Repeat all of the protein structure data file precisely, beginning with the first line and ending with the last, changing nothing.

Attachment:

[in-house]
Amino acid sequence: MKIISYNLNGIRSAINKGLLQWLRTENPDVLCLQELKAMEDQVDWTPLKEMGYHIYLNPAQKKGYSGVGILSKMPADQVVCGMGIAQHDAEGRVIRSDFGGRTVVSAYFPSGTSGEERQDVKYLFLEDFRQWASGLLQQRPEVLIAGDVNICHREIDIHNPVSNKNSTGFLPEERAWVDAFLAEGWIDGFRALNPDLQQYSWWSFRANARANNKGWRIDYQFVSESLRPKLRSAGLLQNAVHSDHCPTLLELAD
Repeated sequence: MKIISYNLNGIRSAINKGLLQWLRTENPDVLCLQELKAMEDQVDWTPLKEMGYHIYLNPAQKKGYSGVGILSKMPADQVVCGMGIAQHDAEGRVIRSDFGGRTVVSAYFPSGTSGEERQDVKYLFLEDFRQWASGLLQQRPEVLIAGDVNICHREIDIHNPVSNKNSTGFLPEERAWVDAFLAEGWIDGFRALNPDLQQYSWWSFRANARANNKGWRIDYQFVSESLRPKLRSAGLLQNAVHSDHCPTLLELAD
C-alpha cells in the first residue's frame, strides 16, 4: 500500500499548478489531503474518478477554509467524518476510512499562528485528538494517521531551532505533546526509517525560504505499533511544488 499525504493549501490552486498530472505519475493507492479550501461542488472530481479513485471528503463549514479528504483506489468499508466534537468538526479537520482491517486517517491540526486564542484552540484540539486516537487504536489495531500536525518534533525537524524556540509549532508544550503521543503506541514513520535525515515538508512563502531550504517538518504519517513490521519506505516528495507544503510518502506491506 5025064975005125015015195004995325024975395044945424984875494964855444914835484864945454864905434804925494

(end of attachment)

[in-house]
Amino acid sequence: MKIISYNLNGIRSAINKGLLQWLRTENPDVLCLQELKAMEDQVDWTPLKEMGYHIYLNPAQKKGYSGVGILSKMPADQVVCGMGIAQHDAEGRVIRSDFGGRTVVSAYFPSGTSGEERQDVKYLFLEDFRQWASGLLQQRPEVLIAGDVNICHREIDIHNPVSNKNSTGFLPEERAWVDAFLAEGWIDGFRALNPDLQQYSWWSFRANARANNKGWRIDYQFVSESLRPKLRSAGLLQNAVHSDHCPTLLELAD
Repeated sequence: MKIISYNLNGIRSAINKGLLQWLRTENPDVLCLQELKAMEDQVDWTPLKEMGYHIYLNPAQKKGYSGVGILSKMPADQVVCGMGIAQHDAEGRVIRSDFGGRTVVSAYFPSGTSGEERQDVKYLFLEDFRQWASGLLQQRPEVLIAGDVNICHREIDIHNPVSNKNSTGFLPEERAWVDAFLAEGWIDGFRALNPDLQQYSWWSFRANARANNKGWRIDYQFVSESLRPKLRSAGLLQNAVHSDHCPTLLELAD
C-alpha cells in the first residue's frame, strides 16, 4: 500500500499548478489531503474518478477554509467524518476510512499562528485528538494517521531551532505533546526509517525560504505499533511544488 499525504493549501490552486498530472505519475493507492479550501461542488472530481479513485471528503463549514479528504483506489468499508466534537468538526479537520482491517486517517491540526486564542484552540484540539486516537487504536489495531500536525518534533525537524524556540509549532508544550503521543503506541514513520535525515515538508512563502531550504517538518504519517513490521519506505516528495507544503510518502506491506 5025064975005125015015195004995325024975395044945424984875494964855444914835484864945454864905434804925494